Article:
Mill yesterday bake today
April saw bakers converge on Small World Bakery in Langhorne Creek to discuss paddock-to-plate baking.
The workshop, called Mill Yesterday Bake Today, was part of South Australia’s Tasting Australia, a celebration of the state’s produce. Chris Duffy and Emily Salkeld of Small World Bakery in Langhorne Creek organised and hosted the two-day workshop, which discussed everything from grain and flour evaluation and milling quality flour to mill maintenance, building relationships with farmers and baking breads and laminated pastry with freshly milled flour.
Participants were introduced to local and regional freshly stone-milled flour.
Blair Marvin from Elmore Mountain Bread flew to Australia for the event from her wood-fired micro-bakery in Vermont in the United States. At the workshop, she demonstrated the baking of three 100 per cent wholegrain breads with fresh milled maize, red wheat (adagio) and white wheat (provided by Wholegrain Milling).
Michael James of Tivoli Road Bakery in Melbourne also led demonstrations in croissant lamination with different percentages of the fresh milled wholegrain flours.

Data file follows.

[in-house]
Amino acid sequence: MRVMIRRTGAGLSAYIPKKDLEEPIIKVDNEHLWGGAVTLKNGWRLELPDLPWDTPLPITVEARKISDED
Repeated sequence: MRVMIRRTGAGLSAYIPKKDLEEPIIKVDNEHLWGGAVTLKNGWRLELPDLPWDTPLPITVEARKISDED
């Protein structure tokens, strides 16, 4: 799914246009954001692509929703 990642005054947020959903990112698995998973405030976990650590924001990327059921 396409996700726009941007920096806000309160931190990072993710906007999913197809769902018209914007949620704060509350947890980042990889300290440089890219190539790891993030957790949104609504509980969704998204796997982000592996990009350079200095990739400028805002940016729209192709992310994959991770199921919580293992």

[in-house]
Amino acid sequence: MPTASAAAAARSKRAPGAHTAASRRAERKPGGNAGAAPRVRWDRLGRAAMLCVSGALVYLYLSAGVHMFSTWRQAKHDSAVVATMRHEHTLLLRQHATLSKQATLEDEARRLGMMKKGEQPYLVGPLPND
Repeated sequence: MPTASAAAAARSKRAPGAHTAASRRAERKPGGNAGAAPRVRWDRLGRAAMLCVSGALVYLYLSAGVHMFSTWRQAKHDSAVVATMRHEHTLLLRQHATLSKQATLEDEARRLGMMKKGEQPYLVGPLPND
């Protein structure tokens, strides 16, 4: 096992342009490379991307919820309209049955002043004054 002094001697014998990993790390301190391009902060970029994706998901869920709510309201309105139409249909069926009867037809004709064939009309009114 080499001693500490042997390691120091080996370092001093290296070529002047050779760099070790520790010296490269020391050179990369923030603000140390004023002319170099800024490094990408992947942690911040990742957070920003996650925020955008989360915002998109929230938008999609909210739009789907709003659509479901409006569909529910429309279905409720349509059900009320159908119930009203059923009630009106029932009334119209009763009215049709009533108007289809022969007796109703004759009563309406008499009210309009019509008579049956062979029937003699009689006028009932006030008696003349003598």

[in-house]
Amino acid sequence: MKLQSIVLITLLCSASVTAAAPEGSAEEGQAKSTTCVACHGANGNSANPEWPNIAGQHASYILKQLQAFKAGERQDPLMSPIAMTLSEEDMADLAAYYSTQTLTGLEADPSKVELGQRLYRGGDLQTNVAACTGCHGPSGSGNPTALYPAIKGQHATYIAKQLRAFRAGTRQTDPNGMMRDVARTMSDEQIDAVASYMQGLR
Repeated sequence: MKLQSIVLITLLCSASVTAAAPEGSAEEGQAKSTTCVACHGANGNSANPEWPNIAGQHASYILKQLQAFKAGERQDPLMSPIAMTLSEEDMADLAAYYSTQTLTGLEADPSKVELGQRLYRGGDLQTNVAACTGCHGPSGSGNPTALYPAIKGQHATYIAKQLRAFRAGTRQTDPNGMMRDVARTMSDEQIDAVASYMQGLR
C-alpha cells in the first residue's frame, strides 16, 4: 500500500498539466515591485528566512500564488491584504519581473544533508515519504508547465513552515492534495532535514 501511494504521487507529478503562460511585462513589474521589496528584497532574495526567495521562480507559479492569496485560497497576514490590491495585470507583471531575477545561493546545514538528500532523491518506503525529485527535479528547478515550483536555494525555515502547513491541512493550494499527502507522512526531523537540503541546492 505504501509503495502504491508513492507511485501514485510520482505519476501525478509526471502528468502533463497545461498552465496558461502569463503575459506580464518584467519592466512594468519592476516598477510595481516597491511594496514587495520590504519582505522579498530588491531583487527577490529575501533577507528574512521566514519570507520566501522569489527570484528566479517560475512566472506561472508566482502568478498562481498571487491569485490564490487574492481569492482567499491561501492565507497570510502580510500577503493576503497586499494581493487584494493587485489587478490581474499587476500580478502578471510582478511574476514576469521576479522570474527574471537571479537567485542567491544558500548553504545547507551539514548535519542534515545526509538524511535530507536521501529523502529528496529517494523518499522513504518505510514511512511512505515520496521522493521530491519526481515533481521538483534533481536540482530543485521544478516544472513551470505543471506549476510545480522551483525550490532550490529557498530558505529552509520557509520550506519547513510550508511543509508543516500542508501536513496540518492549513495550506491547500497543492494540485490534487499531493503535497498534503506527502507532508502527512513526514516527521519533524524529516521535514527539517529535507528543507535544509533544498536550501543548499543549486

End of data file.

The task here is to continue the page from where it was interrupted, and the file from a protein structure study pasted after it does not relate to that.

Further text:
Blair said, “The workshop broke through several farming and baking conventions including the need to age flour, the need to use predominantly white roller milled flour to produce palatable breads, and the requirement to blend grain batches from any region in the milling process to ensure flour quality and consistency.
“There were also very important discussions around gaining access to and supporting individual farmers who would grow specific grain varieties and supply to regional/community stone milling operations,” she added.
Blair has been baking wood-fired, naturally leavened bread with regional and organic roller milled flour for 15 years and said that six years ago, a friend introduced her to fresh stone-milled flour.
“This small act of sharing turned our world as bakers upside down. That day, we realised that we needed to be milling our own flour in order to gain a deeper understanding of our primary ingredient.”
Blair, with her husband and business partner Andrew Heyn, built their own flour mill, now known as New American Stone Mills.
“The desire to build a deeper connection and understanding with the grains we are consuming is sweeping our nation and we have been seeing a similar ethos developing in Australia,” said Blair.
“We were excited to share our experience and knowledge of milling and baking with many incredible farmers, millers and bakers of Australia.
“We now have two stone mills in place in Australia: one 40” mill at Small World Bakery and another at Woodstock Flour in Berrigan, New South Wales”, who you might remember from our April/May issue.